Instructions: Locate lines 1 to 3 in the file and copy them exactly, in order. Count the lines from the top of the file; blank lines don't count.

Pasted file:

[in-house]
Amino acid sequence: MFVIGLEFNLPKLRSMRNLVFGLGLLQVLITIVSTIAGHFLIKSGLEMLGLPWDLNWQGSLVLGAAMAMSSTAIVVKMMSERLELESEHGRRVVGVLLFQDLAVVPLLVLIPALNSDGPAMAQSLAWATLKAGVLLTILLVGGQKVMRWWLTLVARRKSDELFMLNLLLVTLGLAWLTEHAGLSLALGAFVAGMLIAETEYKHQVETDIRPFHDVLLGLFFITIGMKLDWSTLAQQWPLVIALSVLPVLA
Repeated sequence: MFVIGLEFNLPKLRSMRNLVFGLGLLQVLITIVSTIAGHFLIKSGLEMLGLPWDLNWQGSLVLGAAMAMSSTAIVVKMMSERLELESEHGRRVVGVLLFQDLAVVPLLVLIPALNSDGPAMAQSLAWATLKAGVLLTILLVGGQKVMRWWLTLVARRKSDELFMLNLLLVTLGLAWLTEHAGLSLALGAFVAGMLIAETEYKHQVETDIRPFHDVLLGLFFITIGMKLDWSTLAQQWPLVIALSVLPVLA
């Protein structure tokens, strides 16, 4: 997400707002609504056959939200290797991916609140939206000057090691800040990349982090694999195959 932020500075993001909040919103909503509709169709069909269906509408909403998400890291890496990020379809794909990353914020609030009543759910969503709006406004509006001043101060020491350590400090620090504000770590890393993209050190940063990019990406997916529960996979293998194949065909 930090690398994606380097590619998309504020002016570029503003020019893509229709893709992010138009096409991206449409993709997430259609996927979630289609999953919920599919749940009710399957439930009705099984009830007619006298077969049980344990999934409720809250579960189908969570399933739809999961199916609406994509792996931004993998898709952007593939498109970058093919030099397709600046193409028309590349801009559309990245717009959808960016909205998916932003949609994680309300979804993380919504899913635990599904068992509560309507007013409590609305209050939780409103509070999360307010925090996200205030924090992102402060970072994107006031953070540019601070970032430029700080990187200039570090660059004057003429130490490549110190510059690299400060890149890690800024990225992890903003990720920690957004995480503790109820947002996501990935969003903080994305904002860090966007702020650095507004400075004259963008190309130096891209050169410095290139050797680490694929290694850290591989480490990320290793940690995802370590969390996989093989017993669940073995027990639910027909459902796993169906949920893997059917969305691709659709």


[in-house]
Amino acid sequence: MFVIGLEFNLPKLRSMRNLVFGLGLLQVLITIVSTIAGHFLIKSGLEMLGLPWDLNWQGSLVLGAAMAMSSTAIVVKMMSERLELESEHGRRVVGVLLFQDLAVVPLLVLIPALNSDGPAMAQSLAWATLKAGVLLTILLVGGQKVMRWWLTLVARRKSDELFMLNLLLVTLGLAWLTEHAGLSLALGAFVAGMLIAETEYKHQVETDIRPFHDVLLGLFFITIGMKLDWSTLAQQWPLVIALSVLPVLA
Repeated sequence: MFVIGLEFNLPKLRSMRNLVFGLGLLQVLITIVSTIAGHFLIKSGLEMLGLPWDLNWQGSLVLGAAMAMSSTAIVVKMMSERLELESEHGRRVVGVLLFQDLAVVPLLVLIPALNSDGPAMAQSLAWATLKAGVLLTILLVGGQKVMRWWLTLVARRKSDELFMLNLLLVTLGLAWLTEHAGLSLALGAFVAGMLIAETEYKHQVETDIRPFHDVLLGLFFITIGMKLDWSTLAQQWPLVIALSVLPVLA